This Final Cut Pro plug-in package features a particularly dense and easy-to-use selection of filters and tools for the price
And what are all the transitions, effects and generators you get for $399? One thing that I always look at when trying to perceive the value of a plug-in package is how many of the effects and/or transitions will I actually use vs. how many are included in total. It looks good from a marketing standpoint to include tons of plug-ins for the price. But if they just sit unused, where’s the value in that? Determining what you need will help you figure out if a bundle makes sense. An offline editor doesn’t have as much call for glows and highly stylized picture filters, as does an editor who is finishing jobs on his/her system. Products like CoreMelt are geared toward those who do it all.
Tools for Editors
My first interest went immediately to the Editors Tools. These include a number of filters, transitions and two generators. If you’ve ever been asked to blur out a logo or a face then you’ll appreciate the Witness Protection and Blur Gradient filters. While they won’t replace a dedicated tracking application for complex blurs on moving footage they are both fully keyframable and easy to use. Both the Dewrinkler and Diffusion can be used to take the hard edge off an aging face or the whole frame. Old TV gives your footage that tube-like, rounded corner feel of an old television set without it screaming Final Cut Pro effect to the viewer. And Camera Shake can be dialed down to give a convincing handheld feel to static footage.
Pigment Color Tools is the second set that will probably find most use in an editor’s hands. These include color correction and grading effects like Bleach Bypass, Day for Night, Filmic Look and an Advanced Vignette. Will the CoreMelt color tools replace a dedicated color correction package like Magic Bullet Colorista or even FCP’s built-in 3-way Color Corrector? Definitely not, but with CoreMelt, it’s very quick and easy to apply some specific looks with minimal work.
What if an editor can only afford one plug-in package? CoreMelt would be near the top of the list, as you get a great variety of tools for the price.
Though this version two of the plug-in suite will work with multiple hosts, it works especially well inside Final Cut Pro. The CoreMelt engineers have added their own custom slider bars that replace some of the traditional sliders in the FCP filter tab and often reflect the color or the luminance value you’re tweaking. They have also added a curve graph that pops up when you adjust any of the parameters that show a graphical representation of what you’re doing. It’s particularly nice for someone trying to learn about the different values and what they mean. All of the effects have the ability to save a preset to call up later; some even come with presets built-in. If you select a preset, you have to click the Load selected Preset button to apply which takes an extra step. One small gripe: It would be nice if it would apply after you selected it from the pop-up. It’s great to see some customization added to the stale Final Cut Pro interface. Let’s hope this can be advanced even more.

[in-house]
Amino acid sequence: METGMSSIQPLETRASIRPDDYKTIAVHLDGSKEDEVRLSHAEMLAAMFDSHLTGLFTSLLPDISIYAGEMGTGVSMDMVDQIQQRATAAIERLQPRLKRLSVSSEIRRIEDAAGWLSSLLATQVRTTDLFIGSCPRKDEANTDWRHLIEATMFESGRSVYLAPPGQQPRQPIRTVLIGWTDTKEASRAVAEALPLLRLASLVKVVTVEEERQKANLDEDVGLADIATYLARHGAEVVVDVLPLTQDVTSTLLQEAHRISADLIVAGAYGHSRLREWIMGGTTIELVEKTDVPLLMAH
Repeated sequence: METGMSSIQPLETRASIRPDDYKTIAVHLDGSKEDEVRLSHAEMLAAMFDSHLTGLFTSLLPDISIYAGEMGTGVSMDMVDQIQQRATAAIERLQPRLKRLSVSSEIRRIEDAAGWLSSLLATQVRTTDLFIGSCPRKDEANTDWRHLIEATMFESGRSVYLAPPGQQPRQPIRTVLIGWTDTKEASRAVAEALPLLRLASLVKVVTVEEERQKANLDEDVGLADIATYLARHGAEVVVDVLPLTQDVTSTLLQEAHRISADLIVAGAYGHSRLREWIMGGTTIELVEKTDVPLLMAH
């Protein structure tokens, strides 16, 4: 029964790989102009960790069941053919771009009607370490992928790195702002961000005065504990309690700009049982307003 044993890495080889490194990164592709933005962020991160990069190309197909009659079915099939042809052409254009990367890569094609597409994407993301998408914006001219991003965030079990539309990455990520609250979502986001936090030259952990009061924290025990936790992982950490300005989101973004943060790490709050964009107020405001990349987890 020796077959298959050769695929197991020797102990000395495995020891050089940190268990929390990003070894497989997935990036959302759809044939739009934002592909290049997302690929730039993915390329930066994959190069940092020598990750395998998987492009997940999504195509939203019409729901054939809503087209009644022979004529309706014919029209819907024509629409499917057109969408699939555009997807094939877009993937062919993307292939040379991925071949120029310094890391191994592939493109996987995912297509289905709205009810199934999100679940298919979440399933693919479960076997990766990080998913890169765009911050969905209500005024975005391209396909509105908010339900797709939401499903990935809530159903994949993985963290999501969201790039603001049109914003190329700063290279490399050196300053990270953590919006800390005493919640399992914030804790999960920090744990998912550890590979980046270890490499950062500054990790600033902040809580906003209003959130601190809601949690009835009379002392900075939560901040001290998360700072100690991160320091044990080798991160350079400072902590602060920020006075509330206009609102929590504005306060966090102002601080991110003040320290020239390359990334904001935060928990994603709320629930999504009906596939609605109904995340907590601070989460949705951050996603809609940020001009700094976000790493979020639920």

Other nice features include one-click help, as well as a global setting for clamping colors and applying motion blur. On one of my two test machines the global motion blur would cause the image to go dark. It seems the issue could be traced to the graphics card and the developers are working on a fix for that particular card. That’s another plus for packages like CoreMelt that come from small developers. The team is very responsive to customer issues and regularly monitors forums at http://www.vtwinfx.com/.
I’m sure many of you are wondering if V2 will work with the latest version of Final Cut Pro 7. I asked CoreMelt developer Roger Bolton if there are any compatability issues with the new version. “We are testing CoreMelt v2 with FCP 7 right now and we expect a minor update to be released to fix any problems with FCP 7 within one week,” he told me. “This will be a free update to all CoreMelt V2 customers,” he added.
The CoreMelt V2 package is one of the more full featured, yet affordable set of plug-ins available for Final Cut Pro. It’s also worth noting that it runs in Motion 3.0.2 or later, Final Cut Express 4 and Adobe After Effects CS3 and CS4. If you own the first version and are happy with the performance, the upgrade price may not be worth as much to you as it might be to a new user coming to CoreMelt for the first time. I didn’t see huge jumps in render times and/or playback quality under the Unlimited RT setting in the FCP timeline, though the version 1 performance was quite good on my 8-core 3 GHz Mac Pro. The V2 real-time performance in Motion was quite good, however, so it’s a real pleasure to tweak the settings and play around in real time. If you can only afford one plug-in effects package in the $400 range, the CoreMelt Complete V2 should be a contender. As you’d expect, a free trial is available. Give CoreMelt V2 a run and make an informed decision based on your specific set of project requirements.